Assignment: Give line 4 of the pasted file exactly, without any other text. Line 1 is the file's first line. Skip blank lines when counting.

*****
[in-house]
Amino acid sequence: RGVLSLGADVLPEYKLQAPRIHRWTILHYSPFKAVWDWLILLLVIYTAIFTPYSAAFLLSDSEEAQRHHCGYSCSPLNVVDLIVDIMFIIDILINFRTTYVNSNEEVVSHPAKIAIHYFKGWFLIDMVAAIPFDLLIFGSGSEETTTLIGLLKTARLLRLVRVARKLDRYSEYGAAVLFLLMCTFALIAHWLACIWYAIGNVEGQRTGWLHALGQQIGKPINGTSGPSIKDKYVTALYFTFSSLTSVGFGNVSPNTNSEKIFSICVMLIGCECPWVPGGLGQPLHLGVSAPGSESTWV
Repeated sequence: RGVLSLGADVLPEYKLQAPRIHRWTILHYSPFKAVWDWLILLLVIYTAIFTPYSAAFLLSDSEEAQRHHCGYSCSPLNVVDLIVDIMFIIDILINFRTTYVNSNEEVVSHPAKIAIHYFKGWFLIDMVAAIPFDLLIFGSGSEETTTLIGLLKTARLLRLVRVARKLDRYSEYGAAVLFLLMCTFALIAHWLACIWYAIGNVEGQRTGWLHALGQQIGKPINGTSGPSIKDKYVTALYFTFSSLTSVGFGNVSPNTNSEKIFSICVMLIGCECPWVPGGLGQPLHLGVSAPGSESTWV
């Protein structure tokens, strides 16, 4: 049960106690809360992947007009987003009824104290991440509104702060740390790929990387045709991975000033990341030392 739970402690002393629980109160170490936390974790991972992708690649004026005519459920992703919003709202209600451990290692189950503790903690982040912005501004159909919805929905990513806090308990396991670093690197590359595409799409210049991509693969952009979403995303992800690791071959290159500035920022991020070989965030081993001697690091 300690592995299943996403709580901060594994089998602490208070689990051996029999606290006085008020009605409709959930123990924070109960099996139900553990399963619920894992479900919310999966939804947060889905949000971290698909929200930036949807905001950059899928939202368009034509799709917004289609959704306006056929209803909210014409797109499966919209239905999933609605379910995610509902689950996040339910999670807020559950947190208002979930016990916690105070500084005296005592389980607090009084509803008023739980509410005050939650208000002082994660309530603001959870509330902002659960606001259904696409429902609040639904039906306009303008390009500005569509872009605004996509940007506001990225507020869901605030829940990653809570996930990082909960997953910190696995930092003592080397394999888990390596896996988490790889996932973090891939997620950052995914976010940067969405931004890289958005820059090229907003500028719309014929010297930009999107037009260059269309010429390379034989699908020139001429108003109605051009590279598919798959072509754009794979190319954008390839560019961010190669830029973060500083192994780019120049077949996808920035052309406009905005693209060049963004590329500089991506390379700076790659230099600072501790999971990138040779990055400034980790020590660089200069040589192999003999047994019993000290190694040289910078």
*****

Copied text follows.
């Protein structure tokens, strides 16, 4: 049960106690809360992947007009987003009824104290991440509104702060740390790929990387045709991975000033990341030392 739970402690002393629980109160170490936390974790991972992708690649004026005519459920992703919003709202209600451990290692189950503790903690982040912005501004159909919805929905990513806090308990396991670093690197590359595409799409210049991509693969952009979403995303992800690791071959290159500035920022991020070989965030081993001697690091 300690592995299943996403709580901060594994089998602490208070689990051996029999606290006085008020009605409709959930123990924070109960099996139900553990399963619920894992479900919310999966939804947060889905949000971290698909929200930036949807905001950059899928939202368009034509799709917004289609959704306006056929209803909210014409797109499966919209239905999933609605379910995610509902689950996040339910999670807020559950947190208002979930016990916690105070500084005296005592389980607090009084509803008023739980509410005050939650208000002082994660309530603001959870509330902002659960606001259904696409429902609040639904039906306009303008390009500005569509872009605004996509940007506001990225507020869901605030829940990653809570996930990082909960997953910190696995930092003592080397394999888990390596896996988490790889996932973090891939997620950052995914976010940067969405931004890289958005820059090229907003500028719309014929010297930009999107037009260059269309010429390379034989699908020139001429108003109605051009590279598919798959072509754009794979190319954008390839560019961010190669830029973060500083192994780019120049077949996808920035052309406009905005693209060049963004590329500089991506390379700076790659230099600072501790999971990138040779990055400034980790020590660089200069040589192999003999047994019993000290190694040289910078």